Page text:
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Missouri River Surplus Water and Reallocation Study:  The Corps has made efforts toward simultaneous actions that will impact municipal and industrial water supply users throughout the Basin. Those actions include the Surplus Water Reports and Environmental Assessments and the Water Reallocation Study.

In May 2010, the Corps was directed to complete six surplus water reports, one for each of the Missouri River Mainstem Reservoirs. The Garrison Dam/Lake Sakakawea report was finalized on July 18, 2012.  The remaining five reports were publicly released in August 2012. If completed, the surplus water studies would allow the Corps to enter into temporary, short-term agreements for up to 10 years for the use of surplus water.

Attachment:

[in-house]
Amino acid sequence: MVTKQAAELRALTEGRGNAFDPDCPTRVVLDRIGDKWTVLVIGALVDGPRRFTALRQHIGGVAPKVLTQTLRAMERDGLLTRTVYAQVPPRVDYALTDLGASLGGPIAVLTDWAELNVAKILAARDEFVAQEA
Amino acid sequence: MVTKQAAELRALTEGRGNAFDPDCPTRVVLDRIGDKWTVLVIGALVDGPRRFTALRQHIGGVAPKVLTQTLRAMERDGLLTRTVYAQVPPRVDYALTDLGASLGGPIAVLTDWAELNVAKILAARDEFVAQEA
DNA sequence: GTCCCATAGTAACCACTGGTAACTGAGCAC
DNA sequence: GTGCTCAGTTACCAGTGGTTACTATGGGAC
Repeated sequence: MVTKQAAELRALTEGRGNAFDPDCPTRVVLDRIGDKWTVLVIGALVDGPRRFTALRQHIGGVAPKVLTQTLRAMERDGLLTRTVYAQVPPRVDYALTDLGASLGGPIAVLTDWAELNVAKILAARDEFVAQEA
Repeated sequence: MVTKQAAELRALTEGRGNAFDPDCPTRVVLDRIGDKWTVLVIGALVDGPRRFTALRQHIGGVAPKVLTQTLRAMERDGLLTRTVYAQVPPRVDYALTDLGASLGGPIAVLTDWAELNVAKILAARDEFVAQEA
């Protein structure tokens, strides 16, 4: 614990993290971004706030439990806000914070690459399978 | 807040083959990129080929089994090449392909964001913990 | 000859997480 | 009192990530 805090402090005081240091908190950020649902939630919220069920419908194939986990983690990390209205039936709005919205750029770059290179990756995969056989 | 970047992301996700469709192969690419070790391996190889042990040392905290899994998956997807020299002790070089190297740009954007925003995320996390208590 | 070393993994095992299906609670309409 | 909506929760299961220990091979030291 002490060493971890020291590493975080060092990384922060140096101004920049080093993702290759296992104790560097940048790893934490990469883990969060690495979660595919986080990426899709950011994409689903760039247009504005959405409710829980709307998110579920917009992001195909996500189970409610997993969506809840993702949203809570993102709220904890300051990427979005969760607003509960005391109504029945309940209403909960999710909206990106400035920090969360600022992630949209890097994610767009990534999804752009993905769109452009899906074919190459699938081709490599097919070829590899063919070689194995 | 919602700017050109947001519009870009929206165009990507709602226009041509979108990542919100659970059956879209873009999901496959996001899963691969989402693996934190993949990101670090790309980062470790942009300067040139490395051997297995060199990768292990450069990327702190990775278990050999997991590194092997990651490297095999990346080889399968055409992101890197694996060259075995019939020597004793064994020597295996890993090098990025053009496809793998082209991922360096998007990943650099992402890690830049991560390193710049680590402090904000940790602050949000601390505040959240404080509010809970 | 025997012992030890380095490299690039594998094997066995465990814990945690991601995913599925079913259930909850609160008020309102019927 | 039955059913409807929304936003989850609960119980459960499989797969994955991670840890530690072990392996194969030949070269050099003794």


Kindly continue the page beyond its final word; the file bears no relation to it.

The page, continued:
The Water Resources Reform and Development Act of 2014 banned the Corps from charging for surplus water stored on the Missouri River for ten years.

The Corps was also directed to complete the Water Reallocation Study. This study examined whether some amount of the storage included in the Missouri River Mainstem Reservoir System may be permanently allocated to municipal and industrial water supply. The study also examined the effects of the reallocation on the authorized purposes and operation of the reservoirs.

According to a Corps’ September 2012 news release, “One of the key differences between the Surplus Water Reports and the Reallocation Study is that the Reallocation Study, when complete, will allow the Corps to enter into water storage agreements on a permanent basis.”

At this time, both studies are stalled.